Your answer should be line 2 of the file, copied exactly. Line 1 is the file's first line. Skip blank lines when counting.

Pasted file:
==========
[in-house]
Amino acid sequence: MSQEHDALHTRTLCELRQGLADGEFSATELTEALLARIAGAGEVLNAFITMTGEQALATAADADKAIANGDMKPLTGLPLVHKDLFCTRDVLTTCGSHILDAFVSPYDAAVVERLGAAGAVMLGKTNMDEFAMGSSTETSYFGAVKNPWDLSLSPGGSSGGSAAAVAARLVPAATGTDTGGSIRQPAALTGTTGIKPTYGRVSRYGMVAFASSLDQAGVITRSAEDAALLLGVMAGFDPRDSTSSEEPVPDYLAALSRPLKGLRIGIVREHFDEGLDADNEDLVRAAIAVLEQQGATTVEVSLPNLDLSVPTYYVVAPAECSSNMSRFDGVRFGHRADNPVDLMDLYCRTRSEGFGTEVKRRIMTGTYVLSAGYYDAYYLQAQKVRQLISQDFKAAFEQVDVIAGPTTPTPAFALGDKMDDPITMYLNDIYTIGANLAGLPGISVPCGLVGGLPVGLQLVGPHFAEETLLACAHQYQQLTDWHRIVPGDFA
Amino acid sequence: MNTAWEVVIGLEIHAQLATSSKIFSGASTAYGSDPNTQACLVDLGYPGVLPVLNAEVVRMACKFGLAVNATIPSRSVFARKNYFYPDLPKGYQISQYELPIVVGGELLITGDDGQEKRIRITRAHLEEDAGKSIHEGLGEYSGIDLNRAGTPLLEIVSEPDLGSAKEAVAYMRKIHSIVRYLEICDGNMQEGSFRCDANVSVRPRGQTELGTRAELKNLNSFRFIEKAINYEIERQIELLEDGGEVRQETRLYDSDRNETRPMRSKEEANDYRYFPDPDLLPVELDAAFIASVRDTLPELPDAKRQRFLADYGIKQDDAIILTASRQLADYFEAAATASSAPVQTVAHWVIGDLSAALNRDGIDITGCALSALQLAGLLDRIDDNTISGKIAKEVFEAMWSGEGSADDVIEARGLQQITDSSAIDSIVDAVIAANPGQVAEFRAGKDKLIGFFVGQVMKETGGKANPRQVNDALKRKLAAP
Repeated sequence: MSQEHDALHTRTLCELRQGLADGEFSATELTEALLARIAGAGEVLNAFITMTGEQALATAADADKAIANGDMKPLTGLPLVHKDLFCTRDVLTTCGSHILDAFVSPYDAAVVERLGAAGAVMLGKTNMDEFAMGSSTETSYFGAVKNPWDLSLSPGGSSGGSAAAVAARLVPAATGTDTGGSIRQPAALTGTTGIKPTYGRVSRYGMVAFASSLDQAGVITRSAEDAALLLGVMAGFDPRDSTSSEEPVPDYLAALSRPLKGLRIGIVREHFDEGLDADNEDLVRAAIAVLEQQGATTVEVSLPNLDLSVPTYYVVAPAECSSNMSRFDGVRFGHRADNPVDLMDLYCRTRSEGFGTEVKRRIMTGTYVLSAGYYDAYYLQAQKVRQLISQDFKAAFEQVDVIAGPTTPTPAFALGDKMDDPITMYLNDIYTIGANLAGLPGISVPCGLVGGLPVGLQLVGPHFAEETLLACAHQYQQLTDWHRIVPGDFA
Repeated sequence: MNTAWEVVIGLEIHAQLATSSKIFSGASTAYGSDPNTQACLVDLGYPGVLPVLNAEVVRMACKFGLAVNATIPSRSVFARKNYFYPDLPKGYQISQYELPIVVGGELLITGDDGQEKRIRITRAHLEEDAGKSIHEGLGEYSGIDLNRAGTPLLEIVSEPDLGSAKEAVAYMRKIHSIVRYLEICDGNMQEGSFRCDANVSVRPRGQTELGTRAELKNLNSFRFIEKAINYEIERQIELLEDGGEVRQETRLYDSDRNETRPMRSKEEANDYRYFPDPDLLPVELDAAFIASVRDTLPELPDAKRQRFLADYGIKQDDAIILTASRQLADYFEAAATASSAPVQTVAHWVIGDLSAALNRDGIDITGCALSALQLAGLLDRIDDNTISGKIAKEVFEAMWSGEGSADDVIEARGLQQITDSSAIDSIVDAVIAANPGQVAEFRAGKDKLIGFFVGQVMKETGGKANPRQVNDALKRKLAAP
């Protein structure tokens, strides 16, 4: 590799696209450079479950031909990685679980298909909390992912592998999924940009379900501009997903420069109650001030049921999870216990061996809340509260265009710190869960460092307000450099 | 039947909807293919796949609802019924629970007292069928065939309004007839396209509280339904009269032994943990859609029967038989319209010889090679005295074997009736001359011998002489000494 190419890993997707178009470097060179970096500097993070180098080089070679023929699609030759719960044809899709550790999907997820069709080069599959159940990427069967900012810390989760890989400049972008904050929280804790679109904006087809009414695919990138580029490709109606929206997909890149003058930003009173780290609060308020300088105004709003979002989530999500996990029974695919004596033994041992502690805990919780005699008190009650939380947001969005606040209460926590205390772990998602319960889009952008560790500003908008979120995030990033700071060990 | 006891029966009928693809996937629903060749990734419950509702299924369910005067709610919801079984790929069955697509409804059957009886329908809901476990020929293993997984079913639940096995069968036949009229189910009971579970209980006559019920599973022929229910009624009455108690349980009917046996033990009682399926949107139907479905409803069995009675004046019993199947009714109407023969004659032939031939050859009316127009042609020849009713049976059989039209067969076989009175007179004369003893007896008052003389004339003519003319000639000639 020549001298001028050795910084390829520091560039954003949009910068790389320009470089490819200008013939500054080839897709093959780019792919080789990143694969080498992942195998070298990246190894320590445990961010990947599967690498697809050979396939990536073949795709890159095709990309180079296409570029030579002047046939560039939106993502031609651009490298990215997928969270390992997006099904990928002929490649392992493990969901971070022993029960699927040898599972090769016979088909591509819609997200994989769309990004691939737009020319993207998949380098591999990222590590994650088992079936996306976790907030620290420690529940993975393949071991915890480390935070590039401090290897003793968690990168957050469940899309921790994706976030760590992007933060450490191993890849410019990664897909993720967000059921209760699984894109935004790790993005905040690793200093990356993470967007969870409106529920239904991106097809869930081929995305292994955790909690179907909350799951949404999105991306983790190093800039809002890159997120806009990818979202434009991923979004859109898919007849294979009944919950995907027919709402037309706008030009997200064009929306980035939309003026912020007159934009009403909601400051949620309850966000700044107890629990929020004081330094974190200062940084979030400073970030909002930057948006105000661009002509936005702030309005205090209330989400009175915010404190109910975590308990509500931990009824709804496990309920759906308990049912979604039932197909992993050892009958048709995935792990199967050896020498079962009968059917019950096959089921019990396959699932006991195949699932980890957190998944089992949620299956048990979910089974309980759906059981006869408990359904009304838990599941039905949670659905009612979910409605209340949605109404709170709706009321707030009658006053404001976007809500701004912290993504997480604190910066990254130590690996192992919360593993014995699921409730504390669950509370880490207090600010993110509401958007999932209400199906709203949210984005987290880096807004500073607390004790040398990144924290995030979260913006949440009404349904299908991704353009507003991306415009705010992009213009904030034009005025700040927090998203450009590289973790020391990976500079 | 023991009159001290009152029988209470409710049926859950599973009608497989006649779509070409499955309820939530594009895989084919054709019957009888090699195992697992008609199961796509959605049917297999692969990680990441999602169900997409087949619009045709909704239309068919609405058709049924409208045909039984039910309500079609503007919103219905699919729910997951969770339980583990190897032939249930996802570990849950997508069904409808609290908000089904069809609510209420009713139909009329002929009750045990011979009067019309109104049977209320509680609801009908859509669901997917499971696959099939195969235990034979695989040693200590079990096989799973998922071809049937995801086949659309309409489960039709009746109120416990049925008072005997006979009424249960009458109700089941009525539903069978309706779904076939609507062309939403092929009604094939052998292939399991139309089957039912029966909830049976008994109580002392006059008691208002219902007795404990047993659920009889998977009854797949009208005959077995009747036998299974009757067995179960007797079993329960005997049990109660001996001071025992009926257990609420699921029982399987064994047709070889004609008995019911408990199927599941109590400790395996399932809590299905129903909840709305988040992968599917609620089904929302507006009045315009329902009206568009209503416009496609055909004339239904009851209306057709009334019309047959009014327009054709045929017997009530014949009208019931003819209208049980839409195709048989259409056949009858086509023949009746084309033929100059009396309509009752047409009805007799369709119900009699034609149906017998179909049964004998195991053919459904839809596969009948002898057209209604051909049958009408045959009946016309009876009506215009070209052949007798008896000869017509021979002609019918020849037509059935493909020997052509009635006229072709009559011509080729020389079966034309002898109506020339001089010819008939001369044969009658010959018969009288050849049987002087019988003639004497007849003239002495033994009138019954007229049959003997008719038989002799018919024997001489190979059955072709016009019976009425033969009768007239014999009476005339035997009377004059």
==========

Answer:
Amino acid sequence: MSQEHDALHTRTLCELRQGLADGEFSATELTEALLARIAGAGEVLNAFITMTGEQALATAADADKAIANGDMKPLTGLPLVHKDLFCTRDVLTTCGSHILDAFVSPYDAAVVERLGAAGAVMLGKTNMDEFAMGSSTETSYFGAVKNPWDLSLSPGGSSGGSAAAVAARLVPAATGTDTGGSIRQPAALTGTTGIKPTYGRVSRYGMVAFASSLDQAGVITRSAEDAALLLGVMAGFDPRDSTSSEEPVPDYLAALSRPLKGLRIGIVREHFDEGLDADNEDLVRAAIAVLEQQGATTVEVSLPNLDLSVPTYYVVAPAECSSNMSRFDGVRFGHRADNPVDLMDLYCRTRSEGFGTEVKRRIMTGTYVLSAGYYDAYYLQAQKVRQLISQDFKAAFEQVDVIAGPTTPTPAFALGDKMDDPITMYLNDIYTIGANLAGLPGISVPCGLVGGLPVGLQLVGPHFAEETLLACAHQYQQLTDWHRIVPGDFA